Why couldn't foamy resin/epoxy w/fiberglass increase strenght to weight?

Discussion in 'Materials' started by Squidly-Diddly, Jan 12, 2012.

  1. Squidly-Diddly
    Joined: Sep 2007
    Posts: 1,859
    Likes: 150, Points: 63, Legacy Rep: 304
    Location: SF bay

    Squidly-Diddly Senior Member

    Lets say you had 3mm layup, but instead whipped the epoxy full of air(or other suitable gas) to fluff it out to 6mm.

    I'm thinking of something like whipped cream with tiny bubbles.

    Wouldn't that be more or less like other foam cores?

    Maybe have the two outside layers be non-fluffy normal, then fluffy in the middle.

    Couldn't that be like a foam core for strength, insulation and buoyancy, but with much of the benefit of fiber-re-enforced resin, as opposed to relatively weak foam like Airex?

    Plus, I'm thinking modulating the amount of gas entrained in the foam would allow all sorts of easy optimizations for different parts of the boat, instead of being stuck with one type of foam and thickness.

    PS-What is that engineering word I'm looking for that makes a structure with 'thickness' stronger than a thinner one, just because it creates more stress when you try to fold or bend it? "truss"?
  2. CatBuilder

    CatBuilder Previous Member

    Yes, that would certainly work. Doing it practically and reliably, on the other hand... I'm not so sure it would be easy.

    The foam we all buy (Airex, Corecell, Divinycell, etc...) are all simply that. They are just plastics (like epoxy) foamed up with some agent to create lots and lots of bubbles. You could certainly make the same thing with epoxy, but it may or may not have the characteristics you want at the end (including price and/or ability to resist cracking). I don't know... you'd have to test the resulting material.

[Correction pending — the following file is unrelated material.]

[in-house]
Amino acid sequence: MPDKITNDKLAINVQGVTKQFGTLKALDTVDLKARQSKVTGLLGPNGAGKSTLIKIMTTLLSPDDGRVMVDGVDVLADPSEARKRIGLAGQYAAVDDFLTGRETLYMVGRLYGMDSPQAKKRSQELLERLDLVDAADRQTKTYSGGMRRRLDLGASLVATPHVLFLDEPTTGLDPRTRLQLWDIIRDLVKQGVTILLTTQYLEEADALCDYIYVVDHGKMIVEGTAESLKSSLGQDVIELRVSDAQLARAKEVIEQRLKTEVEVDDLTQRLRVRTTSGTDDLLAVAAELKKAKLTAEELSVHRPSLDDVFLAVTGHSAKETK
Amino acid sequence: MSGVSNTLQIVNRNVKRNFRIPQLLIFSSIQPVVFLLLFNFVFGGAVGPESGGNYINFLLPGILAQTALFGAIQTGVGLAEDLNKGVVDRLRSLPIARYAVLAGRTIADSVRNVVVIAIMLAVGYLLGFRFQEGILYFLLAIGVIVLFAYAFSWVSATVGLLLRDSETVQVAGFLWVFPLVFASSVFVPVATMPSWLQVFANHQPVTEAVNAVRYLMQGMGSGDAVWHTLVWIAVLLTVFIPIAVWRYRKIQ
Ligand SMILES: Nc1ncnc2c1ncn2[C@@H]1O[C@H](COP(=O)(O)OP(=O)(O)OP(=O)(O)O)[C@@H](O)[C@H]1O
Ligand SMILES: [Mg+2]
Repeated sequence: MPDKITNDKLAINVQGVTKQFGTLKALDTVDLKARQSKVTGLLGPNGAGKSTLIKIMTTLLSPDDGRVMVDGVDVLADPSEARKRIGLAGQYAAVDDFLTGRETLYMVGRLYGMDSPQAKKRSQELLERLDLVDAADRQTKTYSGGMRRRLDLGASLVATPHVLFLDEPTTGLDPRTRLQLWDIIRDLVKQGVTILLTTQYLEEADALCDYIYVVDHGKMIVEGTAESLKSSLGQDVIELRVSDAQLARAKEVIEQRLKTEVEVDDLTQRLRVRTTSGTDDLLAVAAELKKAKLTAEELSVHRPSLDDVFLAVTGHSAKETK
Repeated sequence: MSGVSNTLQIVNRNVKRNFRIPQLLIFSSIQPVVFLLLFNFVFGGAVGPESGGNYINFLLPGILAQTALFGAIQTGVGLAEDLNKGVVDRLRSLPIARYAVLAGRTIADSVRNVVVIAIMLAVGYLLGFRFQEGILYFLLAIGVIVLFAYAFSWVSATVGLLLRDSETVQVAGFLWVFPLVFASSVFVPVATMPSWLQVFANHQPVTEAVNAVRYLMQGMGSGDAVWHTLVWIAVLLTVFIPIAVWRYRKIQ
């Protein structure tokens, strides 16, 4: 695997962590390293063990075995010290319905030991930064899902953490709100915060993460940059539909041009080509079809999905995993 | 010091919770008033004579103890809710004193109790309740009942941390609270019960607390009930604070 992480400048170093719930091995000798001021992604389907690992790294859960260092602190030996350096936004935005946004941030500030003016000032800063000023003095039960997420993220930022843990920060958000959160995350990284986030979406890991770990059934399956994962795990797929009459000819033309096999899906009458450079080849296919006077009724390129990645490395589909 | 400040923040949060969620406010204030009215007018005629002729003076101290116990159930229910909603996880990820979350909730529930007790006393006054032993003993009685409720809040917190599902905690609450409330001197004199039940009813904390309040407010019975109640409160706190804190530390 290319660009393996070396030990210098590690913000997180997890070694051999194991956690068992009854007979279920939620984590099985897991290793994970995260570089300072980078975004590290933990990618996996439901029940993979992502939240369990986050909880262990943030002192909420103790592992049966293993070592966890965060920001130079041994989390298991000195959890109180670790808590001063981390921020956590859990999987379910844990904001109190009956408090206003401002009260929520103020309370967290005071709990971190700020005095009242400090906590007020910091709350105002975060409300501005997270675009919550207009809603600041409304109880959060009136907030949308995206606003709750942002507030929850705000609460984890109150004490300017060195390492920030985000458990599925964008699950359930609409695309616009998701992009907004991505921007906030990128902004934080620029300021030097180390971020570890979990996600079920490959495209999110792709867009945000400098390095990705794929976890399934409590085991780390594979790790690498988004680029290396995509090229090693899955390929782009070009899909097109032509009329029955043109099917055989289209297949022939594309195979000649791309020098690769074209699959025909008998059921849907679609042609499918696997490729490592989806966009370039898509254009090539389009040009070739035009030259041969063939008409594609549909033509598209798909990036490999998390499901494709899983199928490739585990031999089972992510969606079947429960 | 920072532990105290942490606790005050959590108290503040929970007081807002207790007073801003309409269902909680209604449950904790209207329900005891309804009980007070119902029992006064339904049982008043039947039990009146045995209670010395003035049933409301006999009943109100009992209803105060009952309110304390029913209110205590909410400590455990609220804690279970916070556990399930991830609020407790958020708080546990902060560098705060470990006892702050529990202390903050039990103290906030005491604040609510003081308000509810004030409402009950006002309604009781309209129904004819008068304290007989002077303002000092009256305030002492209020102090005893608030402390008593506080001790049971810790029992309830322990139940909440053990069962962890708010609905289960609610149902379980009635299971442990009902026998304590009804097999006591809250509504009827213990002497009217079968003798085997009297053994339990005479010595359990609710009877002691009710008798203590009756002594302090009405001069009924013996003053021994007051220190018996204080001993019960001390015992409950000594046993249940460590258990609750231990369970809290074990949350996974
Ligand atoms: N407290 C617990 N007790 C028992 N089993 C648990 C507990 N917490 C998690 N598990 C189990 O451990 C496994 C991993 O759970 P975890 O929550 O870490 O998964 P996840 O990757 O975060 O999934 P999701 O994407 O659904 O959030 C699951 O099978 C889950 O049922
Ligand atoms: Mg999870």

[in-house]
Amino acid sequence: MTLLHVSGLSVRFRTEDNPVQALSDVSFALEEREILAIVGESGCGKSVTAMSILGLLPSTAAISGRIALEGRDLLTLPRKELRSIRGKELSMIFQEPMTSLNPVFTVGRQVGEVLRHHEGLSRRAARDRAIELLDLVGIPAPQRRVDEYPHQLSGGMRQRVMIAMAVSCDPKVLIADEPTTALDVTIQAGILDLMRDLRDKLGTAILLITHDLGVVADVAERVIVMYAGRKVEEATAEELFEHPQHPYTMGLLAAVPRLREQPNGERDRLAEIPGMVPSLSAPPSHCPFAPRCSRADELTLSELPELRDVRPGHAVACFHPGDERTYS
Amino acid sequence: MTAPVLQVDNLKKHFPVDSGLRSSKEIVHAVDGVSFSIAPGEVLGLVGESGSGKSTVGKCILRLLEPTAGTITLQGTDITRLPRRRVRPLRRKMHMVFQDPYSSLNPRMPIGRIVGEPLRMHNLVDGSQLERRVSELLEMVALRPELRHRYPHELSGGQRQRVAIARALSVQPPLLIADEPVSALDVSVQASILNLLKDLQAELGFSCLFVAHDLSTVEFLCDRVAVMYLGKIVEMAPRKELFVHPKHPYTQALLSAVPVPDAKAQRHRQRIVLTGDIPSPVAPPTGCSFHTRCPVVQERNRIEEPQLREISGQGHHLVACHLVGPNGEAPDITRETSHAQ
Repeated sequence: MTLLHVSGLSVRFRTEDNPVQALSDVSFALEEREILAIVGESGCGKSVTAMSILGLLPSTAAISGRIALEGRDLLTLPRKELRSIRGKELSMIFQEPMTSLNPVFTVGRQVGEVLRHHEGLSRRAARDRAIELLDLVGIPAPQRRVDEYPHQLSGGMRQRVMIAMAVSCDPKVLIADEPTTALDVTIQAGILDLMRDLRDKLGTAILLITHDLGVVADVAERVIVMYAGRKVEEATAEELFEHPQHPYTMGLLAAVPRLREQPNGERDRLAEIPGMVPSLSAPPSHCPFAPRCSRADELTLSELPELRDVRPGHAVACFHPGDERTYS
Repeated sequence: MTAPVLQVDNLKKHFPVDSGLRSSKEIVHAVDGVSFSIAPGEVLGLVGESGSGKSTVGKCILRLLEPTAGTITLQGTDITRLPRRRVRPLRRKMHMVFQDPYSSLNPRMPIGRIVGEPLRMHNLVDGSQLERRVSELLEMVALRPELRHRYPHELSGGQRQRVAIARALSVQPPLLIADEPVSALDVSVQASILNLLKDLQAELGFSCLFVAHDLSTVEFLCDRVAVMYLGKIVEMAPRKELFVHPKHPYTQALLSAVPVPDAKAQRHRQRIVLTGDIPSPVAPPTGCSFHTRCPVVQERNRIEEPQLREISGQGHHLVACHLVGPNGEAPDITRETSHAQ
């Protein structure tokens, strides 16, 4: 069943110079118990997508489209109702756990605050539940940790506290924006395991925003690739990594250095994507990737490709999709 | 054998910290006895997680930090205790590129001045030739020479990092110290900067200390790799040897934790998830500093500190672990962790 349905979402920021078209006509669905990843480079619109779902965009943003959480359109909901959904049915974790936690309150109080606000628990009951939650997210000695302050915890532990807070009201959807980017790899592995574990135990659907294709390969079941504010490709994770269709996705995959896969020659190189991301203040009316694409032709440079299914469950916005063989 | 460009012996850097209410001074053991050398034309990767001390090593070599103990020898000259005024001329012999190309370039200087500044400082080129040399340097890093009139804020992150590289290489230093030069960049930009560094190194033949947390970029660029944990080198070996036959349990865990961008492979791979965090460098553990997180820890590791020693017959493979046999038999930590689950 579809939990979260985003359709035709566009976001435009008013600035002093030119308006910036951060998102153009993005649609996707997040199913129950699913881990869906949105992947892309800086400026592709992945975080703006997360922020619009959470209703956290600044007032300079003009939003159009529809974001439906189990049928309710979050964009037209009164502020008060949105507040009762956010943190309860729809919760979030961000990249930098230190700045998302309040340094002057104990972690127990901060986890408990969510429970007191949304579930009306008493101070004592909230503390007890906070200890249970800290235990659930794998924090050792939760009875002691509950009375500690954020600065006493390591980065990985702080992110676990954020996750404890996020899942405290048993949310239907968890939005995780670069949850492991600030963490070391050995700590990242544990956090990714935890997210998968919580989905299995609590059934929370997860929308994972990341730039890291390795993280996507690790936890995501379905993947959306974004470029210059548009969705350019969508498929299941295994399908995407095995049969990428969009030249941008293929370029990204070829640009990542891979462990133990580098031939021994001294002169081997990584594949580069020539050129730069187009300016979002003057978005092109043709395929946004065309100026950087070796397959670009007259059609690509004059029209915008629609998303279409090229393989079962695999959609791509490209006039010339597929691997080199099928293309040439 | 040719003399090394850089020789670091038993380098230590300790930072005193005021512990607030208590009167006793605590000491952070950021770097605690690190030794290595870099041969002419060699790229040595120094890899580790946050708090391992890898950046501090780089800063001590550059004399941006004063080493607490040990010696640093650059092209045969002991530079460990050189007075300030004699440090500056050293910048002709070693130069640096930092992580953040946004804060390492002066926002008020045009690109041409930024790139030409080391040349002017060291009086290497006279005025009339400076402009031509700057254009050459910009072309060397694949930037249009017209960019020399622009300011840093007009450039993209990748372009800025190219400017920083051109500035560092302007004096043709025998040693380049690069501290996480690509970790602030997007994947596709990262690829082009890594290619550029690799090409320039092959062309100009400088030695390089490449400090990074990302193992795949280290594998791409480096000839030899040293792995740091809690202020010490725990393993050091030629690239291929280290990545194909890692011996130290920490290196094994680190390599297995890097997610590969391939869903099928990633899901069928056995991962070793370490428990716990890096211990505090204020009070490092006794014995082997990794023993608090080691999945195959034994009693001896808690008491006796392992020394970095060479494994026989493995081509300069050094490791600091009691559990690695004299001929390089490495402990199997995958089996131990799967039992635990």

Essentially, when you mix in microballoons, you are doing the same thing, using the phenolic balloons to make little pockets in the epoxy like the air pockets you are envisioning.

    I think the term you are looking for is truss or most often said in the literature : Infinite I beam.
  3. ondarvr
    Joined: Dec 2005
    Posts: 2,830
    Likes: 497, Points: 83, Legacy Rep: 506
    Location: Monroe WA

    ondarvr Senior Member

    There are products like this in the polyester world. They work for some situations, but not typically in load bearing structural applications. They are typically used as print blockers and panel stiffeners.
    1 person likes this.
  4. PAR
    Joined: Nov 2003
    Posts: 19,133
    Likes: 494, Points: 93, Legacy Rep: 3967
    Location: Eustis, FL

    PAR Yacht Designer/Builder

    Epoxy loses a substantial amount of strength when whipped up. In fact, when doing physical properties tests, I found just adding fillers can lower epoxy strength in some columns of comparison, if mixed aggressively in the cup! Since learning this, I've used a whole new mixing procedure, that eliminates much of the bubble making. It's a slower, more deliberate technique, but does make a noticeable difference.